article for newsletter on sudanese in school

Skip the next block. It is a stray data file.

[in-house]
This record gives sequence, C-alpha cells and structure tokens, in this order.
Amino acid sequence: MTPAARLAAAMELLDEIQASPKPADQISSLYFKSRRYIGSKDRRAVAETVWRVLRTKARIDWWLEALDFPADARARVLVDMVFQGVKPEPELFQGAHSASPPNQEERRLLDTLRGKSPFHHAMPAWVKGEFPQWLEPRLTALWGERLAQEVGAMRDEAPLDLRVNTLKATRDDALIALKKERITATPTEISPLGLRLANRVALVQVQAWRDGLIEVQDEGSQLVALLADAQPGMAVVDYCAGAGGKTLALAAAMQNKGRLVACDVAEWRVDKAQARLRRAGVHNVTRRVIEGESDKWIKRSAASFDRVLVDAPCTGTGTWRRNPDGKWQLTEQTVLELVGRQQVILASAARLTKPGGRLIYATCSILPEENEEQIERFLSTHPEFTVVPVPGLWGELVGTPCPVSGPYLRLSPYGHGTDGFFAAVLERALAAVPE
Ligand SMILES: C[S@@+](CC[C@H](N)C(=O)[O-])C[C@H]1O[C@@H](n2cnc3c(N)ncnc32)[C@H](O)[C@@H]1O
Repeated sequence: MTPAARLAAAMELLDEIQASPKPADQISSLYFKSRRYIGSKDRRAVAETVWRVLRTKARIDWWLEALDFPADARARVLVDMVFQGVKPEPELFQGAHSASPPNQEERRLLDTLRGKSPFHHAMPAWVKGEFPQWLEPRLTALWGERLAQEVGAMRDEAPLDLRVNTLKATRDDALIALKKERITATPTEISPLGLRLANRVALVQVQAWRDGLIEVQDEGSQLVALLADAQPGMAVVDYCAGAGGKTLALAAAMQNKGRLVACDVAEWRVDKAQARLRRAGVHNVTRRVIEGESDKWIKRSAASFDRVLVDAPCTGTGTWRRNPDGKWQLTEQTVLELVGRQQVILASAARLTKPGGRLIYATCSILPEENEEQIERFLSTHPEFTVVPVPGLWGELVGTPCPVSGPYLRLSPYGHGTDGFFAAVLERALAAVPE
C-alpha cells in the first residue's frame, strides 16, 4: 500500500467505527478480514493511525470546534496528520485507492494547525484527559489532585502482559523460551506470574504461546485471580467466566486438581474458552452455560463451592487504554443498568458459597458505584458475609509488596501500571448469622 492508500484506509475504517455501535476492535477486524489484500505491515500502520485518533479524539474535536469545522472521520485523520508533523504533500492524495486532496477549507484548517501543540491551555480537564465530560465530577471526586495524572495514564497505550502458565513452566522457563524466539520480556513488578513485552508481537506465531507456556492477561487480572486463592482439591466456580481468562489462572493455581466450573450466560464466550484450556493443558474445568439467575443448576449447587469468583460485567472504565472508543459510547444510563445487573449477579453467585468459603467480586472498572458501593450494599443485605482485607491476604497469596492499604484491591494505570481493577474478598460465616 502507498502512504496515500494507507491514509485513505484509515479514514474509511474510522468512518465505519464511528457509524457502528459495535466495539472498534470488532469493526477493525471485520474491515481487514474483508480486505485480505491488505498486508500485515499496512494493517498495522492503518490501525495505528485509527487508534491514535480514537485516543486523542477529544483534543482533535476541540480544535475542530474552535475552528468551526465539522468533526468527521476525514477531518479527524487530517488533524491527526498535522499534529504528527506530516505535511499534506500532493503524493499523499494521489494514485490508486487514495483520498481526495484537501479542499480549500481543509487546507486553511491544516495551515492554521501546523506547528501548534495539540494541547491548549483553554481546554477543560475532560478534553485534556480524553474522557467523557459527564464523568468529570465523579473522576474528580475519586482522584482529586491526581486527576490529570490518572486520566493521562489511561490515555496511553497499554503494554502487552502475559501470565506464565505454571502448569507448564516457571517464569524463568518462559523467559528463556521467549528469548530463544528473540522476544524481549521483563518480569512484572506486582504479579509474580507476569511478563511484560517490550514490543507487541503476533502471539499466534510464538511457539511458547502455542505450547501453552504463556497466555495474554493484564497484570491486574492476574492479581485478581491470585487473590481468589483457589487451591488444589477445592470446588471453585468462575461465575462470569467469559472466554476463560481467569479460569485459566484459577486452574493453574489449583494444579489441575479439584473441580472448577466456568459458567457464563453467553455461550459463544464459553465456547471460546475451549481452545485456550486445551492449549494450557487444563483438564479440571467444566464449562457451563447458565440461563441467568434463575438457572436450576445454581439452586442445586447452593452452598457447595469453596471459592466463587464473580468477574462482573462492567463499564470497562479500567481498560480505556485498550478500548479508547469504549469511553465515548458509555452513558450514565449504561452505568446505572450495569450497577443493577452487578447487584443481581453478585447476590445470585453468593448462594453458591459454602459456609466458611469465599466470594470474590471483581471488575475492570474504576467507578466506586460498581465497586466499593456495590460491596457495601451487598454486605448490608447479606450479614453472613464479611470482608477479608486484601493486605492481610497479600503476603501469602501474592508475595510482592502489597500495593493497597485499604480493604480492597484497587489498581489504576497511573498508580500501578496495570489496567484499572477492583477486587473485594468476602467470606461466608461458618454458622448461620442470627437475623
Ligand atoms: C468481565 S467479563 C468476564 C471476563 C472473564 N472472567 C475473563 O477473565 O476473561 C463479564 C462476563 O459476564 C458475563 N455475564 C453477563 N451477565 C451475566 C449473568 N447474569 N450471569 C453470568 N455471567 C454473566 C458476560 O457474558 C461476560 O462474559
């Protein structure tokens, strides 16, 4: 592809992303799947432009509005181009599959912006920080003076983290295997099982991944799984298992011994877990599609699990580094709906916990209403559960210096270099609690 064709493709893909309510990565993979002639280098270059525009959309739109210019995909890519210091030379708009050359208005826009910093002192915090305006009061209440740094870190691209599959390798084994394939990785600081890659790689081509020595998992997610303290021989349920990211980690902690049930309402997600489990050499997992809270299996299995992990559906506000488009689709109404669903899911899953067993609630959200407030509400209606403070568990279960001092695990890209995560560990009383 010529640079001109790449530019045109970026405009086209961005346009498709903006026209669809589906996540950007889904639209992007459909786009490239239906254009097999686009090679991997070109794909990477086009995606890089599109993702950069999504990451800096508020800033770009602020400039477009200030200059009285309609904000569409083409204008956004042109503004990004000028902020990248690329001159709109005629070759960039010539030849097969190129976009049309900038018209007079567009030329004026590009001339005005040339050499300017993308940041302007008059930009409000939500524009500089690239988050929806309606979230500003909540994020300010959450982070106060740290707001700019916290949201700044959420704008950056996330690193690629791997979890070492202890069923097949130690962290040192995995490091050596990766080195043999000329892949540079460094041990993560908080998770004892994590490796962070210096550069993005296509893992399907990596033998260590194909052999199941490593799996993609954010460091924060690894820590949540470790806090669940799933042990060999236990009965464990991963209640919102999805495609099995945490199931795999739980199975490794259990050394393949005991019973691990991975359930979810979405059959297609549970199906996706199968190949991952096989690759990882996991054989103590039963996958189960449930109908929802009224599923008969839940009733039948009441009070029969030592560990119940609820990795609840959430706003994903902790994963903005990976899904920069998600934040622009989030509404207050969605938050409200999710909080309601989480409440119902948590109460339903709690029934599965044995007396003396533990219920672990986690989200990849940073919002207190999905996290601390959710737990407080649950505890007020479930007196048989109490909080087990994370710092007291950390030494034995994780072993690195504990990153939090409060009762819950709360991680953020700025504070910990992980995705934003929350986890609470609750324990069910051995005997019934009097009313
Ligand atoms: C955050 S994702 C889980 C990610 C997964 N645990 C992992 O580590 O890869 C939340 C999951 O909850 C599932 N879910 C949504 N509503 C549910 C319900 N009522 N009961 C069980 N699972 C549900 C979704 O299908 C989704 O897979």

title: Young Sudanese begin school in shadow of deportation Intro: Fear of being sent back to Egypt outweighs other concerns on first day of classes By Sheera Claire Frenkel The last thing 15-year-old Ismail remembers learning in school is basic arithmetic. The Sudanese refugee, who last received regular schooling five years ago in his hometown in Darfur, had since relied on sporadic lessons from aid workers. So on Sunday, when he was told he would be attending school alongside Israeli teens in Eilat, the first thing he wanted to know was if he could come back tomorrow. "I am very pleased for this opportunity, but concerned that my levels will not be good enough," said Ismail, who asked not to use his real name to protect his extended family in Sudan. "I very much want for this to continue, to remain in school in Israel." Ismail's chances of remaining in Israel, however, are very slim. Although Prime Minister Ehud Olmert has allowed 500 Sudanese refugees to pursue asylum status, Ismail arrived after the July 1 cutoff date. He will most likely be deported back to Egypt before the end of the school term, along with 2,400 other African refugees. "In Egypt there was nothing, no hope, no education," he said. "We are learning Hebrew. Good words in Hebrew. Why would they send me back?" It is unclear who among the 76 Sudanese children enrolled in school on Sunday will become permanent fixtures in the Israeli school system. "It is very confusing for the refugees. On the one hand, they are being told that many of them will not be allowed to stay. On the other hand, the children are being sent to school to learn Hebrew," said Eytan Schwartz, spokesman for the Committee for the Advancement of Refugees. In the past two years, more than 2,800 African asylumseekers have arrived via the Egyptian border. Half are from Sudan, including 700 from Darfur, the province that has been the hardest hit by years of war. Human rights organization and individual volunteers had cared for the refugees and provided private schooling for some of the children. There was no formal education plan, however, until last month, when Education Minister Yuli Tamir (Labor) announced that 76 Sudanese refugees, ages four and up, would be enrolled in Israeli schools. "It is our duty to provide an education for these students," Tamir said. Elsewhere in Israel, including at Ketziot Prison in the Ramat Hanegev Regional Council, volunteers and staff have been providing a more informal education. Armed with donated textbooks and half-filled notebooks, the dozen teens at Ketziot are being taught basic math and grammar. "We know that none of them are currently approved to stay here, but we felt it was important to do something to educate them while we have the chance," said Liat, a police woman who asked to give only her first name. "In Egypt, the only thing they learned was fear." Ismail described the time he tried to go to a school near the refugee camp where his family lived in southern Egypt. He recalled teasing and bullying, and then a long walk home during which a local gang stole his shoes, food and money. "I did not try to go back to school again," he said. "Here I will go to school all the time... for as long as this is possible."